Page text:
The National Accounts include the Household Final Consumption Expenditure Account: in short, a report into where households spend their money. I must be a certain kind of nerd, because I find this fascinating, especially the changes in spending patterns over time. We will start with the chain volume measures (CVM), which adjust for inflation and other price movements (but do not adjust for population growth and productivity growth).
Which gets us to a total ... Households are currently spending around $241 billion each quarter.
As interesting as these numbers are, they are largely growing because of population growth. If we divide household expenditure by GDP, we can get a sense of the growth or decline in these expenditure categories. In the next set of charts we divide current price expenditure by nominal GDP (using a rolling four term sum for both expenditure and GDP). There are some interesting stories here: The fall in spending on cigarettes and tobacco can be attributed to public health and taxation measures. The fall in clothing and footwear expenditure can be attributed to the removal of tariff protections. Electricity gas and other fuel costs have risen sharply since 2009; while food costs have almost halved since 1960. Newspapers, books and stationary have been declining since 1990, some of which may be attributable to technological disruption.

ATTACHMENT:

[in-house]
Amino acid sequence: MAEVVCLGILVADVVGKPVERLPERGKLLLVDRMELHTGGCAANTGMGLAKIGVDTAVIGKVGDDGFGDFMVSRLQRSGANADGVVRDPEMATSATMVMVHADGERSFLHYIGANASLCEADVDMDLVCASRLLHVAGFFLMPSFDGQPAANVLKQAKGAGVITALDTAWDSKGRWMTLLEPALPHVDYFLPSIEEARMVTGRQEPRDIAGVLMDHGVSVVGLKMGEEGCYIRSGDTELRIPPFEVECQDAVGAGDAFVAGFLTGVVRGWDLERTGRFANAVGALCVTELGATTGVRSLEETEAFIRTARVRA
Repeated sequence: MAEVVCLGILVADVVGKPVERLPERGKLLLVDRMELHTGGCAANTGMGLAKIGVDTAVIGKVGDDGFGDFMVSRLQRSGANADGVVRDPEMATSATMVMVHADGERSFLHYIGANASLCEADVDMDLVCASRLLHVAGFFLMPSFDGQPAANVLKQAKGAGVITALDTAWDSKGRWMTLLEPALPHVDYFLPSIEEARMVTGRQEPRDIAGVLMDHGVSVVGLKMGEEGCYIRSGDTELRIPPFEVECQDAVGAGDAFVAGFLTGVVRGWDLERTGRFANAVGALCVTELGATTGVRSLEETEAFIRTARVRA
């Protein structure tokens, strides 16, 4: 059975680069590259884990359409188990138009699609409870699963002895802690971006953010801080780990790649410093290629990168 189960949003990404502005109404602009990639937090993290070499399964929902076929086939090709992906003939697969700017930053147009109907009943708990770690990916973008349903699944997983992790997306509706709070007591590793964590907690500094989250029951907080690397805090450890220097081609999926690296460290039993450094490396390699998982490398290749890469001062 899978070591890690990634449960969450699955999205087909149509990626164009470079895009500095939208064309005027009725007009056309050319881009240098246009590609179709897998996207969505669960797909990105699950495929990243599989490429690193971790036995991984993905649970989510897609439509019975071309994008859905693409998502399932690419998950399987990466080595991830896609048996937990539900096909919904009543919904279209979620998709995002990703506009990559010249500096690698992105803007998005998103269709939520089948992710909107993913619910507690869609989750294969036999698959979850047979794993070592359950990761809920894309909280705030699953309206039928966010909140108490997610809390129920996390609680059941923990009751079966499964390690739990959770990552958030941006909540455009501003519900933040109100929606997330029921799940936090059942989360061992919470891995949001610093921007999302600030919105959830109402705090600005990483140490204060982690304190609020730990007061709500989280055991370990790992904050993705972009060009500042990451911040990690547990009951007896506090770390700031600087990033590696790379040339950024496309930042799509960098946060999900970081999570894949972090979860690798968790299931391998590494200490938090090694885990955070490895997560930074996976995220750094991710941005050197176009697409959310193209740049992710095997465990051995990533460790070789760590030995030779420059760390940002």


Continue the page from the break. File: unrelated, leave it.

All in all, Household Final Consumption Expenditure has hovered between 50 and 60 per cent of the size of the economy since 1960.